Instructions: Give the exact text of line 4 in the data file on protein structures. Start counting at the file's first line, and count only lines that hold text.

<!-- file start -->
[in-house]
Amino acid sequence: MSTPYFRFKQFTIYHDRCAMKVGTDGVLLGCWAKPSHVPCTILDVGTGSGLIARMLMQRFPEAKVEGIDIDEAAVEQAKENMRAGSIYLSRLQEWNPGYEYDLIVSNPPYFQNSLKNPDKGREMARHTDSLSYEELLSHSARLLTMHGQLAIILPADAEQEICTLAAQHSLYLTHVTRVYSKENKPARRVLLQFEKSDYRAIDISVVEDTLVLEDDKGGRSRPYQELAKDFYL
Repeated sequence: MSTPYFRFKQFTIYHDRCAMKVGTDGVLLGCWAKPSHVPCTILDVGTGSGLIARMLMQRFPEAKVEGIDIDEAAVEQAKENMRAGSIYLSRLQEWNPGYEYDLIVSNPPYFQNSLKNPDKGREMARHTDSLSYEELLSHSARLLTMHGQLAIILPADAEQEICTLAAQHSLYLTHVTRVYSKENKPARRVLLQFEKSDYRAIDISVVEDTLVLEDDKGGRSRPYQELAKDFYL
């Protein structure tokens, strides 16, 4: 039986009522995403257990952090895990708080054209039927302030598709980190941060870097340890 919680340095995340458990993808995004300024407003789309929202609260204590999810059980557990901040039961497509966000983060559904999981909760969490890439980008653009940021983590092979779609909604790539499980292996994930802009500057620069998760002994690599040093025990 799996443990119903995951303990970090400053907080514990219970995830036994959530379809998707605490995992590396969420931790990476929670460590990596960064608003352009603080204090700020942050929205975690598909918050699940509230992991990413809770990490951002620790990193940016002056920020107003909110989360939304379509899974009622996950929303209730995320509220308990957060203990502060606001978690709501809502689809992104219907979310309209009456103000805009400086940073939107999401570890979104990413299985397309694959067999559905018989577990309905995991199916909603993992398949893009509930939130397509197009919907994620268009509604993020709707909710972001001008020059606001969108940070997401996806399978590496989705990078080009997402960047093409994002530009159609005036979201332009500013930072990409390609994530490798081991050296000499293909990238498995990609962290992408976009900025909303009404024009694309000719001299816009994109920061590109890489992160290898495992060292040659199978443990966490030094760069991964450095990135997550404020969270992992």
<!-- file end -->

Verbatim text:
């Protein structure tokens, strides 16, 4: 039986009522995403257990952090895990708080054209039927302030598709980190941060870097340890 919680340095995340458990993808995004300024407003789309929202609260204590999810059980557990901040039961497509966000983060559904999981909760969490890439980008653009940021983590092979779609909604790539499980292996994930802009500057620069998760002994690599040093025990 799996443990119903995951303990970090400053907080514990219970995830036994959530379809998707605490995992590396969420931790990476929670460590990596960064608003352009603080204090700020942050929205975690598909918050699940509230992991990413809770990490951002620790990193940016002056920020107003909110989360939304379509899974009622996950929303209730995320509220308990957060203990502060606001978690709501809502689809992104219907979310309209009456103000805009400086940073939107999401570890979104990413299985397309694959067999559905018989577990309905995991199916909603993992398949893009509930939130397509197009919907994620268009509604993020709707909710972001001008020059606001969108940070997401996806399978590496989705990078080009997402960047093409994002530009159609005036979201332009500013930072990409390609994530490798081991050296000499293909990238498995990609962290992408976009900025909303009404024009694309000719001299816009994109920061590109890489992160290898495992060292040659199978443990966490030094760069991964450095990135997550404020969270992992």